College bound? Here are 8 tips to manage your money with confidence
The day I got my first financial aid check, I couldn’t believe how much money they were handing me. That was before I realized the funds would have to cover all my expenses for the whole term. If I didn’t want to run out of money before midterms, I’d have to budget very carefully.
Managing your money in college is a different sort of beast – but it’s the sort of beast that can be tamed. The more creative, resourceful and practical you are, the easier it is to make your funds last the entire term.
To support both your financial (and academic) journey, OCCU partners with local universities to offer credit cards and other financial products geared toward the needs of college students. Whether you’re a Duck, a Beaver or going to a different school entirely, we’ve got resources to help you succeed.
For starters, here are a few helpful tips we wish we would have known before heading off to college:
1. Make a 50/30/20 budget
Your college income and expenses can vary wildly from month to month, so it’s difficult to set a hard-and-fast budget. Instead, try following the 50/30/20 rule, a simple, flexible budgeting technique to help keep your spending on track. Aim to spend around 50 percent of your income on needs (rent, bills, etc.), 30 percent on “wants” and 20 percent on savings and debt repayment.
Pro tip: This budget depends on your ability to tell your needs from your wants, so prepare to get totally real with yourself.
2. Work your student discount
In a college town, you’ll be amazed at how many businesses will offer a discount to students. But they don’t always advertise it, so it pays to ask. Keep your student ID handy in case they need to see it.
Pro tip: Get in the habit of asking about a student discount everywhere you go.
3. Buy used textbooks
One of the best money-saving tips I ever got as a college student was to buy used textbooks whenever possible. You can save a small fortune this way and pocket some extra cash for weekend plans.
Pro tip: Keep them in good shape and you can often sell them back at the end of the term for credit toward your next purchase.
4. Cultivate multiple income streams
Successful college students become quick experts at cobbling together multiple sources of income. It helps to have an internship or job (or two or three) to supplement your financial aid checks – and in today’s gig economy, finding flexible work is easier than ever.
Pro tip: Part-time work related to your field of study can help you land your target job once you graduate.
5. Take an interest in your interest
Anytime you borrow money, whether it’s a car loan, student loan or credit card, always shop around for the lowest interest rate. Even a small difference in percentage can mean big savings over the life of your loan.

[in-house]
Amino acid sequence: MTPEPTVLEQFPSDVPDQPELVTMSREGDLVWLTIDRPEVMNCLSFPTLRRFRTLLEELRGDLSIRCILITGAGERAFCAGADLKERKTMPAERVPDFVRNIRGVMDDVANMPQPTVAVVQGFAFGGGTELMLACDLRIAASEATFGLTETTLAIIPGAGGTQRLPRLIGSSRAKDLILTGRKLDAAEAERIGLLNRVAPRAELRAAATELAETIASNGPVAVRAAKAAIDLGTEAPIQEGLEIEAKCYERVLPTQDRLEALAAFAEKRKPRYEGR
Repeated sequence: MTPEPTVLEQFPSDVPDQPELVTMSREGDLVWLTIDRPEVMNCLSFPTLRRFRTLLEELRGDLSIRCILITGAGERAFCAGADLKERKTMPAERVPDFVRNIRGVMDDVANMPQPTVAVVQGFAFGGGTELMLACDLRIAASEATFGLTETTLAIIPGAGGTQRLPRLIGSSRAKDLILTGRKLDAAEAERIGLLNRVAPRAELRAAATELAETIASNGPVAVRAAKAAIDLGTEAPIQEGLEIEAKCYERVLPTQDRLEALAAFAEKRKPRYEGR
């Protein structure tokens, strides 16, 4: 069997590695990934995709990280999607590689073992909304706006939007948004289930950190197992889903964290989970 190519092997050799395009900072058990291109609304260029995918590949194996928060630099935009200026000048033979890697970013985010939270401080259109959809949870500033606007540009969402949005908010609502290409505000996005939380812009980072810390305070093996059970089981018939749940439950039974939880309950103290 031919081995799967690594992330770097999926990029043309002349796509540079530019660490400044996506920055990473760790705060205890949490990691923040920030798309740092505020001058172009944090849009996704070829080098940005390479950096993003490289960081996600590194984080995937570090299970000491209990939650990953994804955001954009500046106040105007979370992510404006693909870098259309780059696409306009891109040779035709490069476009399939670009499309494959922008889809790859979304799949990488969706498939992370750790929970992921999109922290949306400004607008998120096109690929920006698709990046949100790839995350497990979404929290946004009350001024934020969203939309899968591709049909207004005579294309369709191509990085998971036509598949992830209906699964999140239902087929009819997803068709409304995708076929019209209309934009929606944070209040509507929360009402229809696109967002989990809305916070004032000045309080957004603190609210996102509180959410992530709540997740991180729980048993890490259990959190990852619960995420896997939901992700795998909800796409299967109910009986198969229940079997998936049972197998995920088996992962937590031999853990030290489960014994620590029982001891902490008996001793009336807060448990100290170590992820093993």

How about earning more on the purchases you make on or around campus? Our free student checking account can help. We’re here for giving extra earnings back to you.
Pro tip: Credit unions typically offer lower interest rates on loans and higher interest rates on accounts than banks – plus other great benefits for cash-strapped college students.
6. ‘Set and forget’ your savings
Saving might seem hard when you’re already tight on funds, but the less money you have, the more important it is to save. Make it easy on yourself by having a portion of each check automatically deposited into your savings account.
Pro tip: Sign up for Change Jar, which rounds up debit purchases to the nearest dollar and adds the difference to your savings.
7. Make friends with your mug
Drink purchases are one of the top college budget offenders. Just $5 a day on coffee or other beverages can add up to more than $700 over a school year. Plan ahead and bring your own beverage whenever possible.
Pro tip: Invest in a great reusable mug and take it with you everywhere.
8. Check your subscriptions
Do you know how many monthly subscriptions are taking money from your bank account right now? From streaming services to gaming subscriptions to data storage fees, it’s easy to sign up and forget about them. Individually they might seem cheap enough, but “you can 5-buck your way to poverty and debt more quickly than you think,” says Tana Gildea, author of The Graduate’s Guide to Money.
Pro tip: Comb your bank statement and add up all your monthly subscription fees. Once you recover from the shock, decide which ones you can live without.